Congress can govern things that have a substantial effect on interstate commerce. (Heart of Atlanta, McClung)
- But, must have legislative findings supporting said substantial effect on interstate commerce. (Lopez)
- And the Court may not necessarily buy what Congress has to say re: legislative findings. (Morrison and VAWA)
- You can regulate purely local activities if they have a substantial effect on interstate commerce. (Wickard, Gonzales v. Raich).
- But maybe not (some argue that Raich is limited to the fact that Congress, w/r/t the CSA, was regulating a complete ban on a black market, which makes for a stronger argument re: interstate commerce by stamping out the market completely). Dean Chemerinsky and others like him might argue that Raich dealt with a non-economic subclass of activities within a broader economic class.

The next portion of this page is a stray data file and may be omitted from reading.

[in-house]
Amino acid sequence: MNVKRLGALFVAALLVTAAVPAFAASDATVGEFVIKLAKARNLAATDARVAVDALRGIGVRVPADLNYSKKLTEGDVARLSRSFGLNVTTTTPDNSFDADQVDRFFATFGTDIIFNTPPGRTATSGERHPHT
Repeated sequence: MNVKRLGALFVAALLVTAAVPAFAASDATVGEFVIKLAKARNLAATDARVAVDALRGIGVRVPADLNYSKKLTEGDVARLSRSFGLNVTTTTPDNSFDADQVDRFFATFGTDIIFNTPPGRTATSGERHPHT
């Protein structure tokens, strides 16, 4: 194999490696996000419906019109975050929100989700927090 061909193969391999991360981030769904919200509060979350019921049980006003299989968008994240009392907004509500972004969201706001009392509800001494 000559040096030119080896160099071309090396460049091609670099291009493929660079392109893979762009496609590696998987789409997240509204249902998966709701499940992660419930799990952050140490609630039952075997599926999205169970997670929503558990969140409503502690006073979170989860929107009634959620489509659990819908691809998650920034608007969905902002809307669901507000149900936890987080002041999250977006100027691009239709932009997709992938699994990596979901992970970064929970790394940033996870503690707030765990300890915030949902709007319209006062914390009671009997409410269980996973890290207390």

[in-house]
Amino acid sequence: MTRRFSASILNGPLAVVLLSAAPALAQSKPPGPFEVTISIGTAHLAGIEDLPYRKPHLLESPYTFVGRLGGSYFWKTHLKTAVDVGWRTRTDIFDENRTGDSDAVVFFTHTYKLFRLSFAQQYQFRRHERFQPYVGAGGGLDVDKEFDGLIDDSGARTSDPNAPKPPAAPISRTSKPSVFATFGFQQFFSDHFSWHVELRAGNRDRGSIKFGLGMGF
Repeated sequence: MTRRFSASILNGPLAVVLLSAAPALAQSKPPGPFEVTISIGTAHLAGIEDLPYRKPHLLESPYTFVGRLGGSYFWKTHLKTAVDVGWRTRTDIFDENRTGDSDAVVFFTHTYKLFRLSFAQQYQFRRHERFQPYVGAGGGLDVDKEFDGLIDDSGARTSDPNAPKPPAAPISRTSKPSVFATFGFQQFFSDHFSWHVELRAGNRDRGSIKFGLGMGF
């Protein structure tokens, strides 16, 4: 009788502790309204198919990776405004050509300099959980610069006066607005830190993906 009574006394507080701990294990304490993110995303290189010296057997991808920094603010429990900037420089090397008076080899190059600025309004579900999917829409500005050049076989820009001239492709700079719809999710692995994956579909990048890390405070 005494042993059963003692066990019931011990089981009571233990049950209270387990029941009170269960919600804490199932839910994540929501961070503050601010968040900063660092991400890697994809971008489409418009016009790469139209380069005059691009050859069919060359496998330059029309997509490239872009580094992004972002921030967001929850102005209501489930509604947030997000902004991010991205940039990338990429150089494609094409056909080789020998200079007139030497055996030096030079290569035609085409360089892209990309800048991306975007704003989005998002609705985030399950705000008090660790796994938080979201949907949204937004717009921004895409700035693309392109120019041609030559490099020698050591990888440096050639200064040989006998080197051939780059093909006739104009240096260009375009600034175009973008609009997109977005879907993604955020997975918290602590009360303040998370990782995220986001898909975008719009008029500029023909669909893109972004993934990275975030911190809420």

Ultimately, all responses above are TCR -- go with whatever your prof. thinks is right. No one really knows what the Court is going to do with cases like Raich w/r/t the Commerce Clause (see: ACA case), so your prof's interpretation will govern your exam.

Re: Commerce Clause

Posted: Sun Apr 08, 2012 4:55 am
by rad lulz
I got a really good grade in Con Law and for my commerce clause essay I think I only excited Gonzalez and Lopez. YMMV depending on your prof.

Re: Commerce Clause

Posted: Sun Apr 08, 2012 8:54 am
by LSATNightmares
Yeah, Lopez is not enough. You also need to discuss Morrison, Raich, maybe Comstock if you covered that. I'd also prepare perhaps for a question on health care reform and how that might apply to the Commerce Clause in light of Lopez, Morrison, etc. Whatever the Supreme Court says, it's going to change our understanding somewhat of the Commerce Clause.

Re: Commerce Clause